South Jersey Gas Pipeline - Defeated!
Lessons learned from a six-year battle to defeat this harmful and unnecessary gas pipeline.
By Carleton MontgomeryMay 8, 2019
The South Jersey Gas pipeline has been defeated. This is a huge victory for the Pinelands. It is also a potent statement about the power of public activism, because the most powerful forces in our state pushed to get this pipeline built. Those forces included then-governor Chris Christie, then-Senator Jeff Van Drew, and South Jersey Industries together with its unions and fellow utilities.
The people fighting for the Pinelands were a majority of the public, PPA and our partner groups – particularly Food & Water Watch, Sierra Club, NJ Conservation Foundation, Rethink Energy NJ, Citizens United for Renewable Energy, and Environment New Jersey. Four former governors – Byrne, Kean, Florio and Whitman — and the original leadership of the Commission joined the fight. Special thanks go to PPA’s attorneys at Dechert LLP, one of the country’s major law firms, whose lawyers put in untold hours of work pro bono on this case.
How did this victory happen?
In the end, the Pinelands Commission justified the pipeline on the grounds it would send all its gas to a new power plant at the BL England site on Great Egg Harbor. But our collective opposition bought enough time (six years) for the BL England owner to abandon any plans to build that power plant. With no power plant, the basis for allowing the pipeline simply disappeared.
The project came to public attention in 2013, when South Jersey Gas (SJG) filed its application with the Pinelands Commission. The Commission staff at that point correctly determined that it violated the Pinelands Comprehensive Management Plan (CMP) because it would go through the protected Forest Area of the Pinelands and was not “intended to primarily serve only the needs of the Pinelands.” Succumbing to political pressure, however, the Commission staff decided that the pipeline could be approved through a process called an “intergovernmental memorandum of agreement” between the Board of Public Utilities and the Pinelands Commission – even though this process is only available for “public” development by government agencies, not private commercial ventures.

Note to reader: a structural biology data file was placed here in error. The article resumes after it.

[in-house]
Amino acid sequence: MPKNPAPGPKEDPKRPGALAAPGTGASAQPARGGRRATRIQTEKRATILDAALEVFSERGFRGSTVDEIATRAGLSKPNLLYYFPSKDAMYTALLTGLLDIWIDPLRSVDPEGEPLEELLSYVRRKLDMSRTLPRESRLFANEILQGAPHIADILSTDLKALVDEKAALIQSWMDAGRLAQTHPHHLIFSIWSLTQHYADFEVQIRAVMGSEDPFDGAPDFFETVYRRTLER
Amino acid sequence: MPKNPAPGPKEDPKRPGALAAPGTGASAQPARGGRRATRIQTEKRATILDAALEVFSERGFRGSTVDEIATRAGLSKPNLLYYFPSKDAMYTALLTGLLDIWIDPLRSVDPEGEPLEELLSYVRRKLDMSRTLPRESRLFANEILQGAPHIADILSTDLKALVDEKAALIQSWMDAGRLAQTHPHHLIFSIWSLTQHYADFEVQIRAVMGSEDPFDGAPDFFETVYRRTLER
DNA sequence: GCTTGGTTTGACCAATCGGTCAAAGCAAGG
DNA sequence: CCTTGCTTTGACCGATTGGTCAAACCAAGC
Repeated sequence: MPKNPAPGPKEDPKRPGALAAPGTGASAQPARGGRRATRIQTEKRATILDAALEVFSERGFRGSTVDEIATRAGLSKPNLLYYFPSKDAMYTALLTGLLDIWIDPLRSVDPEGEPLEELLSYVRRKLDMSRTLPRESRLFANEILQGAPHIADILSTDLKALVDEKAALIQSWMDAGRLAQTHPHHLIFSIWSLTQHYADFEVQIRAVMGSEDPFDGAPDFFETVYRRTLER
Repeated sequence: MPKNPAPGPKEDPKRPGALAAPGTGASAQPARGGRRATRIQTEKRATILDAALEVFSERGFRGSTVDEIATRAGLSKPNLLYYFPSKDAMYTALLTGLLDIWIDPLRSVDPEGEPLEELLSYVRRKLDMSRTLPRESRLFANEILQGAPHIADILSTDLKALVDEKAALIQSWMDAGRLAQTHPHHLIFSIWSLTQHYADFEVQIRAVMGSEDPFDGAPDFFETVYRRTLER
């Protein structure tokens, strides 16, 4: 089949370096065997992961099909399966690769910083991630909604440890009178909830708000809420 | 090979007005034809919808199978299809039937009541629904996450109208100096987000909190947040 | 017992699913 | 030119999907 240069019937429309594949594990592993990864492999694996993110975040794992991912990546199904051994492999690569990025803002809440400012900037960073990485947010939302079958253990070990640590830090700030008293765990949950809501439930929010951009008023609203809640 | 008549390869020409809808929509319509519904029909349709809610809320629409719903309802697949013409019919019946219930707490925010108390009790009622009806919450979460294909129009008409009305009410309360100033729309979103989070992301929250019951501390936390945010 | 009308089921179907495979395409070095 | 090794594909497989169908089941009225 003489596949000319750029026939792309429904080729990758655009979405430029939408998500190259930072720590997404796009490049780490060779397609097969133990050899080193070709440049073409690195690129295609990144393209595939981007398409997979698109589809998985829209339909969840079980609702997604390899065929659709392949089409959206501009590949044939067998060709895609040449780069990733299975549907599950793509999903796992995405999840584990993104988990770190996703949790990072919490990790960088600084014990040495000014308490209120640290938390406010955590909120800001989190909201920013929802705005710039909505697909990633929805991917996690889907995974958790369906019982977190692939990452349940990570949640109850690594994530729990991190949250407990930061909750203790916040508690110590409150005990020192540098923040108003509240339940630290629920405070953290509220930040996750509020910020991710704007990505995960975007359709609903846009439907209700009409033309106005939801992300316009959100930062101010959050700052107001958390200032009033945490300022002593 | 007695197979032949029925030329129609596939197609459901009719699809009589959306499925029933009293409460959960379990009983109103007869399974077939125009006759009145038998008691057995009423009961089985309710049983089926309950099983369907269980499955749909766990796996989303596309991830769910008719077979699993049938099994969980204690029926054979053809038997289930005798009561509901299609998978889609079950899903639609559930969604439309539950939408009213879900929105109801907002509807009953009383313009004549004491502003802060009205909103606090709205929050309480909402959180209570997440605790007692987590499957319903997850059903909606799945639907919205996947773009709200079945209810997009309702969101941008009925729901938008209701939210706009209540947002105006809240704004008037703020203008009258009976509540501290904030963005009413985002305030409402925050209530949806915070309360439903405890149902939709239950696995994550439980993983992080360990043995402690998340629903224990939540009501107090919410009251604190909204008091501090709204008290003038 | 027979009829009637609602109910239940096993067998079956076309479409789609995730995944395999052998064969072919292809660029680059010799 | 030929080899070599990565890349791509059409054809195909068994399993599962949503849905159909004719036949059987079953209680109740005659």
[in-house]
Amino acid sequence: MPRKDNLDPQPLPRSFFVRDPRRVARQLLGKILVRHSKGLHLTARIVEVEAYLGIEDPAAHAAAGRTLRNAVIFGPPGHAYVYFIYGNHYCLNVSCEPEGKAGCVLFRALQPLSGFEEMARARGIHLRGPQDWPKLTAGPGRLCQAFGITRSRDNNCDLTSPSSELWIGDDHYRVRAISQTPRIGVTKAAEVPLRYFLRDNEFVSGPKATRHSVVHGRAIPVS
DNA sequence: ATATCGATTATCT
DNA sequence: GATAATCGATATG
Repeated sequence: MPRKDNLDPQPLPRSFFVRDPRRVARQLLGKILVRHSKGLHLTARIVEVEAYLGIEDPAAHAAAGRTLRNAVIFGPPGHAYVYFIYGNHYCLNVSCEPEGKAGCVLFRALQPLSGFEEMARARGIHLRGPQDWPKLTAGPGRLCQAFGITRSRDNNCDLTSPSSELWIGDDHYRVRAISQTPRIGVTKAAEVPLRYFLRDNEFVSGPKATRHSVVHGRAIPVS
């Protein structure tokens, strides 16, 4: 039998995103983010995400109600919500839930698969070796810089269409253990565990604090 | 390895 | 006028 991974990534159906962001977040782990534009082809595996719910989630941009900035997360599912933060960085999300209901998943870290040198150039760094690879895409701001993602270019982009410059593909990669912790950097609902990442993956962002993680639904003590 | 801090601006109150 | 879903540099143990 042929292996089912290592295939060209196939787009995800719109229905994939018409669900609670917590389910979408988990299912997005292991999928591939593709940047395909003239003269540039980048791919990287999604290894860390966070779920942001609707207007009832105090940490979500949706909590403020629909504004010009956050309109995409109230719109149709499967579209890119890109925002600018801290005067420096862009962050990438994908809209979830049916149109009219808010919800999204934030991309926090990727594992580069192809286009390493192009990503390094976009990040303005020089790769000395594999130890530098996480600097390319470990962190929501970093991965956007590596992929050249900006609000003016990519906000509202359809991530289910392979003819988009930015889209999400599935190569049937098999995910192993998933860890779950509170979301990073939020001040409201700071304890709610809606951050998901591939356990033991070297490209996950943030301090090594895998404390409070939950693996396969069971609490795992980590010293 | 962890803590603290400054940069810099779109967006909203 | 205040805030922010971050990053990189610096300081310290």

The collective efforts of citizens, lawyers, technical experts and PPA and our partners gained just enough time for the pipeline rationale to disappear.
In January 2014, this memorandum of agreement came up for a vote before the Pinelands Commission. Pipeline supporters were shocked when the Commission voted it down. But they did not give up.
Two things happened next. First, Gov. Christie managed to replace a Commissioner who had voted “no” with someone guaranteed to vote “yes”. Cumberland County Freeholders did the same with their designee on the Commission. These changes ensured they would have the votes for approval. Second, the Commission staff reversed its finding that the pipeline violated the CMP. They issued a report stating that the exact same pipeline complies and can be built. That 180-degree reversal has to tell you there was something deeply wrong in the state of New Jersey.
The Commission also made two mistakes this time around. First, the executive director decided to approve the pipeline without a vote by the full Commission. Second, she premised her approval on the idea that the pipeline would exclusively serve a power plant to be built at the BL England site, a parcel of land at the very eastern edge of the Pinelands. Saying that any one user anywhere in the Pinelands is enough to show that a pipeline “primarily serves only the needs of the Pinelands” is a dangerous twisting of the rules. But that seems to have been the only way its supporters could approve this project.